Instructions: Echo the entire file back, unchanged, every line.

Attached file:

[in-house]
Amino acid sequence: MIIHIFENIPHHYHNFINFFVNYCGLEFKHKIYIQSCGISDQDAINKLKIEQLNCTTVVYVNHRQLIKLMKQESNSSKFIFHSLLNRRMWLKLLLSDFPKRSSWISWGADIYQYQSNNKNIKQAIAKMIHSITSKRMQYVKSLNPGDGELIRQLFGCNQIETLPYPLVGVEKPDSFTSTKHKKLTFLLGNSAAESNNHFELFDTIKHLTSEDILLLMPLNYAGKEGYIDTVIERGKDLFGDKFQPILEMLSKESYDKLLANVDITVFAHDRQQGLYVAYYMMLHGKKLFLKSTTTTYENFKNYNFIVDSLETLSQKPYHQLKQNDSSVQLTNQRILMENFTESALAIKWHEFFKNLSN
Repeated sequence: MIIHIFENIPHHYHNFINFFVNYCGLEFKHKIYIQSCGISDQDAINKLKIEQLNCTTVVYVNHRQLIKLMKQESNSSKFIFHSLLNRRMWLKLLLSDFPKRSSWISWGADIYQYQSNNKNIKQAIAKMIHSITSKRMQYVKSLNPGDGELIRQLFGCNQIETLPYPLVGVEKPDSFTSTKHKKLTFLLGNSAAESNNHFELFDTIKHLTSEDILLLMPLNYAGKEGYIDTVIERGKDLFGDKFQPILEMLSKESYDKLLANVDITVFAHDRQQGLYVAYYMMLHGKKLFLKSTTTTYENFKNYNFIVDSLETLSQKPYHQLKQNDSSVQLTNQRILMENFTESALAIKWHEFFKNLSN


[in-house]
Amino acid sequence: MIIHIFENIPHHYHNFINFFVNYCGLEFKHKIYIQSCGISDQDAINKLKIEQLNCTTVVYVNHRQLIKLMKQESNSSKFIFHSLLNRRMWLKLLLSDFPKRSSWISWGADIYQYQSNNKNIKQAIAKMIHSITSKRMQYVKSLNPGDGELIRQLFGCNQIETLPYPLVGVEKPDSFTSTKHKKLTFLLGNSAAESNNHFELFDTIKHLTSEDILLLMPLNYAGKEGYIDTVIERGKDLFGDKFQPILEMLSKESYDKLLANVDITVFAHDRQQGLYVAYYMMLHGKKLFLKSTTTTYENFKNYNFIVDSLETLSQKPYHQLKQNDSSVQLTNQRILMENFTESALAIKWHEFFKNLSN
Repeated sequence: MIIHIFENIPHHYHNFINFFVNYCGLEFKHKIYIQSCGISDQDAINKLKIEQLNCTTVVYVNHRQLIKLMKQESNSSKFIFHSLLNRRMWLKLLLSDFPKRSSWISWGADIYQYQSNNKNIKQAIAKMIHSITSKRMQYVKSLNPGDGELIRQLFGCNQIETLPYPLVGVEKPDSFTSTKHKKLTFLLGNSAAESNNHFELFDTIKHLTSEDILLLMPLNYAGKEGYIDTVIERGKDLFGDKFQPILEMLSKESYDKLLANVDITVFAHDRQQGLYVAYYMMLHGKKLFLKSTTTTYENFKNYNFIVDSLETLSQKPYHQLKQNDSSVQLTNQRILMENFTESALAIKWHEFFKNLSN